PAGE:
Ryuichi Ohira's SYNDROME @ NANZUKA Underground, Tokyo
NANZUKA is pleased to present SYNDROME, a solo exhibition of new works by Ryuichi Ohira at NANZUKA UNDERGROUD (1F). Ryuichi Ohira was born in 1982 in Tokyo, and grew up in Chiba Prefecture. He received a BFA in Sculpture from Tokyo University of the Arts in 2011. Ohira has showcased his work in a variety of forms in numerous exhibitions and projects. Major presentations include his solo exhibition “Boken Yaro” at the Tsuruoka Art Forum in Yamagata Prefecture (2012), the exhibition and dedication of his large-scale sculptural piece TONGARIMARU at “Yorishiro Project” held at the World Heritage Site Kamigamo Shrine, the solo exhibitions “Magnificent View” (NANZUKA, 2014) and “RYUICHI OHIRA” (GALERIE VERA MUNRO, Hamburg, 2015), and the group exhibition “JP POP UNDERGROUND” (Shinsaibashi PARCO Event Hall, Osaka, 2020).
Ohira is a sculptor that produces works using wood. Wood has a high level of plasticity likewise to clay that was also one of the first materials to have been used by mankind. Not limited to works of art, it continues to be a material that is indispensable to our cultural activities, serving as a fundamental element of all living tools as well as our places of dwelling. In recent years, Ohira has returned his attention to the original characteristics of this material, producing sculptures that “remain undefined in meaning” motivated by his mindless absorption and unreasonable impulse –both of which can be regarded as primal instincts of human creativity. Among the various subjects he has engaged with in his works, Pineapples are something that continues to fascinate and arouse his enthusiasm.
“Since when did I start thinking about pineapples so much?," Ryuichi Ohira says. "When I’m dining with my family and children. When I’m thinking about cars that I love. When I’m reading news articles on the internet. When I’m watching movies. In all these instances, pineapples are always present somewhere in the corner of my mind. Why must I feel the urge to make pineapples now? Why are they upside down, and why must they be blue? A pineapple with a goat. A pineapple with a telephone. A pineapple with cars. A pineapple with something else. Something and something. Everyday I find myself trying to engage with pineapples in many ways. For some reason or another, I feel like it is my mission to create blue, upside-down pineapples in this very day and age. I am still unable to find the words to describe the reason for this. Until I work out why –well, in fact, I guess I’m not necessarily trying to find a right answer. I am simply overcome by joy in my on-going pursuit of the impossible act of creating pineapples.”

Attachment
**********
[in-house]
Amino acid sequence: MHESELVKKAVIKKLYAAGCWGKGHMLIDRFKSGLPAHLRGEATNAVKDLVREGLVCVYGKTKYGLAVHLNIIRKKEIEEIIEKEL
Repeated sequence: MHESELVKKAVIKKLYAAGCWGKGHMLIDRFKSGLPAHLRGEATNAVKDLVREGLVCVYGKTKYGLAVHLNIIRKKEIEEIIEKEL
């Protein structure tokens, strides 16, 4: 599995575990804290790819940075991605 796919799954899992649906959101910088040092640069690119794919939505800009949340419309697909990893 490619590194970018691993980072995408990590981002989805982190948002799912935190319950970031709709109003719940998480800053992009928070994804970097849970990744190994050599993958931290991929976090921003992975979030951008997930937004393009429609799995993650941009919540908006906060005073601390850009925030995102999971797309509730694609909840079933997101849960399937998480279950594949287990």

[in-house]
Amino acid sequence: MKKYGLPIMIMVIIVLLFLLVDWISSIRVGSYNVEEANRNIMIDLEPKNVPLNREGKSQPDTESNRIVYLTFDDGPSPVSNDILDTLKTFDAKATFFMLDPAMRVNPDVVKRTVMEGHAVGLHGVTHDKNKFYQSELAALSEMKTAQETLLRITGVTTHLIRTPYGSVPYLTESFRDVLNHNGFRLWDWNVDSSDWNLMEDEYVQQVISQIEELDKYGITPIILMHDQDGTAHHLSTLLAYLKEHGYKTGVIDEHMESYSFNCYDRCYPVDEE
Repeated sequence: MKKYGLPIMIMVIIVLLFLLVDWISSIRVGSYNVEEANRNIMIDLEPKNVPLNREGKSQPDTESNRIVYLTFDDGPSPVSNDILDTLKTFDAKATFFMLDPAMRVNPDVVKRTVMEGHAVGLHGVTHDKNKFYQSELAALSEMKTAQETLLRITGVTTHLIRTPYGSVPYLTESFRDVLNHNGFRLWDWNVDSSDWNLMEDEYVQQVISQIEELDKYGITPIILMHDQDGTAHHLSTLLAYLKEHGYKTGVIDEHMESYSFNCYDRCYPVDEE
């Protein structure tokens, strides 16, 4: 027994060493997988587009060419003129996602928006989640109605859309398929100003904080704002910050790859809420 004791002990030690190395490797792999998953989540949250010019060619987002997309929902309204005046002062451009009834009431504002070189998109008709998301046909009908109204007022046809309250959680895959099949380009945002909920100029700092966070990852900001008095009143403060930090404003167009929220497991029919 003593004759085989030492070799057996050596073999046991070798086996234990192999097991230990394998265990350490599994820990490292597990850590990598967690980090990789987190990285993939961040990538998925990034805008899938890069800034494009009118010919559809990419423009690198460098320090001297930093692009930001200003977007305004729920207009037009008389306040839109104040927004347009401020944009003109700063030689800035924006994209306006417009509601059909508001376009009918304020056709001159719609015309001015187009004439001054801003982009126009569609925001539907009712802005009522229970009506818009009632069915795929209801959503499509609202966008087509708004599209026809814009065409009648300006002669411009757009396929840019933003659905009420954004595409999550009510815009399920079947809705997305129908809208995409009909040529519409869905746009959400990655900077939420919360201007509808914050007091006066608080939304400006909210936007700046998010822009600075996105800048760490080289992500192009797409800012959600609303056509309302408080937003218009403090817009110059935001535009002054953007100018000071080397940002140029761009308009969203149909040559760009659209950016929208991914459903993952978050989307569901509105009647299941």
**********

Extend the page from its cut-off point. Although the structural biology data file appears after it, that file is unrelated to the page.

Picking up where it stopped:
Ohira’s almost self-deprecating statement can be regarded as a suave resistance to art’s destiny –that it must be the “creation of meaning." However, it is to be distinguished from the “intentionally” advocated resistance to the authority of art that has been observed many times in the history of Japanese art and culture of the past, such as the logical composition of Takashi Murakami’s renowned dissertation “The Meaning of the Nonsense of the Meaning,” Fujio Akatsuka’s manga series Tensai Bakabon, and Teruhiko Yumura’s ‘heta-uma’ (bad but good) artwork, characterized by crudely done drawings made in a conscious, deliberate, manner. What lies in the backdrop of Ohira’s statement is his consistent artistic attitude of thoroughly yet subconsciously creating what he likes, albeit in a self-generative and professional manner. Pineapples, custom cars, gold chains, vases, cherries, dial phones, and other things that are neither related nor meaningful to one another, are made into works with Ohira's unreasonable attachment to them being the only common denominator.
The main feature of the exhibition is a large wooden sculpture that could be described as pineapple avatar that appears to have been anthropomorphized like a combining robot of sorts. This work, which Ohira refers to as “Rhizome,” consists of various elements such as a 6-fingered hand, a long-nosed goblin, a vase, a bird based on an image drawn by his child, an elephant, an arrow reminiscent of male genitalia, and custom cars –all of which are stacked upon one another in a hierarchical fashion. Also presented on this occasion, is a huge camphor log speaker in which a devilishly beautiful human face has been carved, cabinet-style works that miscellaneously bring together Ohira's self-generated creations, as well as pineapples of various shapes and forms. An opening reception with the artist will be held on July 23 (Sat.) from 16:00 to 19:00. We look forward to welcoming you to the exhibitions.